Yeah. Yeah. He just did a career fair session with us last Friday. Yeah. He led a session. Yeah, really good guy. He talked to. Do you, is it the right time for you to become a consultant or not? And all that stuff, obviously he’s, he’s doing. Yeah. So, um, he brought me on as one of his consultant, like original consultants.

So there was only about four or five of us at a time kind of learning the consulting ropes. Um, and they were actually acquired by digital PI. Um, after I was there for, I think like almost a year and a half, um, and at that time I actually was looking for something a little bit more senior and strategic.

So I made the move over to because they had a more senior position. Um, and I give a lot of credit to procure auto because they really helped skyrocket my career in marketing ops. They gave me experience across. Ton of different tools. Um, I got all of my visible experience there and that’s actually become really niche because there aren’t a lot of visible consultants out there right now.

And a lot of people are getting it. And so that’s actually been something within a niche. So that’s actually been really exciting, um, frustrating at times, because sometimes I want to shake that tool and say, why do you do things the way you do. But, yeah, that’s kind of how I got into consulting. Um, went in-house for a little while after I’d been at Perkuto for over two years, I just felt like I needed some in-house experience.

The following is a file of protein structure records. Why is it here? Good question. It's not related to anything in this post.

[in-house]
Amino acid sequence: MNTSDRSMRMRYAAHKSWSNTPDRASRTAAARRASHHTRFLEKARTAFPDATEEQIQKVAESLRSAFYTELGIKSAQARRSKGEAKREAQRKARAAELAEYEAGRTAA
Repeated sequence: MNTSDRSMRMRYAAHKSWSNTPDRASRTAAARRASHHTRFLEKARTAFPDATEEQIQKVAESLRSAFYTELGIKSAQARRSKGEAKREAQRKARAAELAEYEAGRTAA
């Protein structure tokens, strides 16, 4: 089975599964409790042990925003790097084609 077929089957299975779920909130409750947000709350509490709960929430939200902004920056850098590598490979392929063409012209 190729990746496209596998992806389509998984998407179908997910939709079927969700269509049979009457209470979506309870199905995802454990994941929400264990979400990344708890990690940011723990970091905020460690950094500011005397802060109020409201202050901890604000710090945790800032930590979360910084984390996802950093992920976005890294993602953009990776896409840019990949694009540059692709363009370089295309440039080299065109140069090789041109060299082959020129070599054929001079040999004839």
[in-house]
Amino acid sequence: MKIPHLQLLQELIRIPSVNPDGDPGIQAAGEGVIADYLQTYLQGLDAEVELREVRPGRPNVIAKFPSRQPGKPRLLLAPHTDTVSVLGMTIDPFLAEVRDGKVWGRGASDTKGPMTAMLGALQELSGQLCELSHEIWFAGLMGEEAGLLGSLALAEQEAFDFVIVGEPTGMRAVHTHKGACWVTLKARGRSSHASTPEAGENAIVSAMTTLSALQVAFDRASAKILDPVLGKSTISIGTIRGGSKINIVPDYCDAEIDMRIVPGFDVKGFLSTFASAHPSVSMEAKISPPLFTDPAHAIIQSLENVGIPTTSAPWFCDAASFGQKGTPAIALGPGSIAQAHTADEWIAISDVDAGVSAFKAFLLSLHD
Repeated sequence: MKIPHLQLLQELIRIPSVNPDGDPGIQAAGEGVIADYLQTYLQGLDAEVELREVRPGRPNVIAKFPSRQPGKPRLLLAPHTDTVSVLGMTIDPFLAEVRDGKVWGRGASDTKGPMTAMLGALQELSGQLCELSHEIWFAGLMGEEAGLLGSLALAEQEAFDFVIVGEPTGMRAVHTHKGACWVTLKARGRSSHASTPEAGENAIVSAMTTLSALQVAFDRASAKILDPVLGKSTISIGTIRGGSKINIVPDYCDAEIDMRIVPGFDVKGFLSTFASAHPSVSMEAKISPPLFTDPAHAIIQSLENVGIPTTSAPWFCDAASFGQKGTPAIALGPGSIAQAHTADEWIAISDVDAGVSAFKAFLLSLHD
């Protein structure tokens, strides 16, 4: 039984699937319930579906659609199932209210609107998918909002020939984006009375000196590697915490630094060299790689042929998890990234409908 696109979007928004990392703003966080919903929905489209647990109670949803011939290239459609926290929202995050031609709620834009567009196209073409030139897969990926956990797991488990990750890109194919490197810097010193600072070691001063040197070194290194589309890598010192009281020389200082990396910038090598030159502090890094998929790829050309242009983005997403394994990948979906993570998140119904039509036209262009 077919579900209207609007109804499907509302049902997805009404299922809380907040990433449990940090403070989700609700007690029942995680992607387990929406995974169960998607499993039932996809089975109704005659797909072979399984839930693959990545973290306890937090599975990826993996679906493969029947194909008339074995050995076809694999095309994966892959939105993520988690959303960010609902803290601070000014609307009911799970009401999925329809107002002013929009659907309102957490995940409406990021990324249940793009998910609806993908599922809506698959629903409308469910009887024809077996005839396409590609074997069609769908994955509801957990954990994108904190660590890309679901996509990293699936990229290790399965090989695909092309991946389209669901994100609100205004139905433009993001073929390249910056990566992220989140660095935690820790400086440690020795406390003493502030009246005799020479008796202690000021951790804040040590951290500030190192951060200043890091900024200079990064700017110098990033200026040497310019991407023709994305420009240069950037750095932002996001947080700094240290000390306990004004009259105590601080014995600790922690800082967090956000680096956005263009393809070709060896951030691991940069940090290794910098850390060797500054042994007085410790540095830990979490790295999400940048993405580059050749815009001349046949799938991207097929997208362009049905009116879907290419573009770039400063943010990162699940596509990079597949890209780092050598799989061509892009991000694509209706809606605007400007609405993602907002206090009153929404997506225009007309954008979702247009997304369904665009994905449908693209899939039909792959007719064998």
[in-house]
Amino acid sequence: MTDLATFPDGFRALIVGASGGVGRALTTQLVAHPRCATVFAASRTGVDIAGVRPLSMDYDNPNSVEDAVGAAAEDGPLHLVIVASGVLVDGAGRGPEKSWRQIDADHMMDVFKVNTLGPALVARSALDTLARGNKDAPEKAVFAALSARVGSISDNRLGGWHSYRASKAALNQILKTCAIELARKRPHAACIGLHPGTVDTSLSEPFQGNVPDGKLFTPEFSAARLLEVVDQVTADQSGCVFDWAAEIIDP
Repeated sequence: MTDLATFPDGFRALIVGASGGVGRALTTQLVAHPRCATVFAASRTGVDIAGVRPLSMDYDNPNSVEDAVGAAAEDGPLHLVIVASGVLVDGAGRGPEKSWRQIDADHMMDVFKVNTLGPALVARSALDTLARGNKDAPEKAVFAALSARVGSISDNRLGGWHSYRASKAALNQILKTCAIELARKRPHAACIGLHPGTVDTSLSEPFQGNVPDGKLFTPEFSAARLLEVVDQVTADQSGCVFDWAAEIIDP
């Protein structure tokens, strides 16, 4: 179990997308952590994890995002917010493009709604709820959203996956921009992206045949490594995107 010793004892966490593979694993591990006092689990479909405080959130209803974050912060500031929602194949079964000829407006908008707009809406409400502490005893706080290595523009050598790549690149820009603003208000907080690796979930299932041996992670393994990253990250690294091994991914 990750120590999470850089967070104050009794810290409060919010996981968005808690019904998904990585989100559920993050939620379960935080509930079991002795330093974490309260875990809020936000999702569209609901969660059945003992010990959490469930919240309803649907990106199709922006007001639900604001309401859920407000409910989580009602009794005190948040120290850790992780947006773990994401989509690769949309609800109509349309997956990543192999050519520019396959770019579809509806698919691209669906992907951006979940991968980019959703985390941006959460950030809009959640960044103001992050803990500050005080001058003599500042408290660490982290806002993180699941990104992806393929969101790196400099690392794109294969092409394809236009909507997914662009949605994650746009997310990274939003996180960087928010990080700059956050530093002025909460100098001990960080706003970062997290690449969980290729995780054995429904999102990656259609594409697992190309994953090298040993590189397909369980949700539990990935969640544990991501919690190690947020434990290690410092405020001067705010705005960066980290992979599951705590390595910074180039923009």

Um, that opportunity was just not for me. I really miss consulting. I missed working with clients and helping. I like, I like working with. People that want you to give them advice on, you know, how to set something up or how to help them, you know, fix their issues troubleshoot. And so I just really miss that.

I kind of left the corporate job that I was at and took a dive into consulting. And it was the perfect time because the demand has been insane. And this was back in April of this year. So yeah, it’s been a really fun time trying to navigate the consulting world and having to manage bandwidth and forecasting and all that fun stuff.

Oh, wow. That’s a. That’s a scary leap to make, like, did you, did you have stuff sort of lined up, like you were you’ve you’ve talked to your network and said, do you have anybody that needs some help? Cause I’m about to go do this. I had one, um, job lined up with a pretty big company, um, and that could be up to 40 hours a week.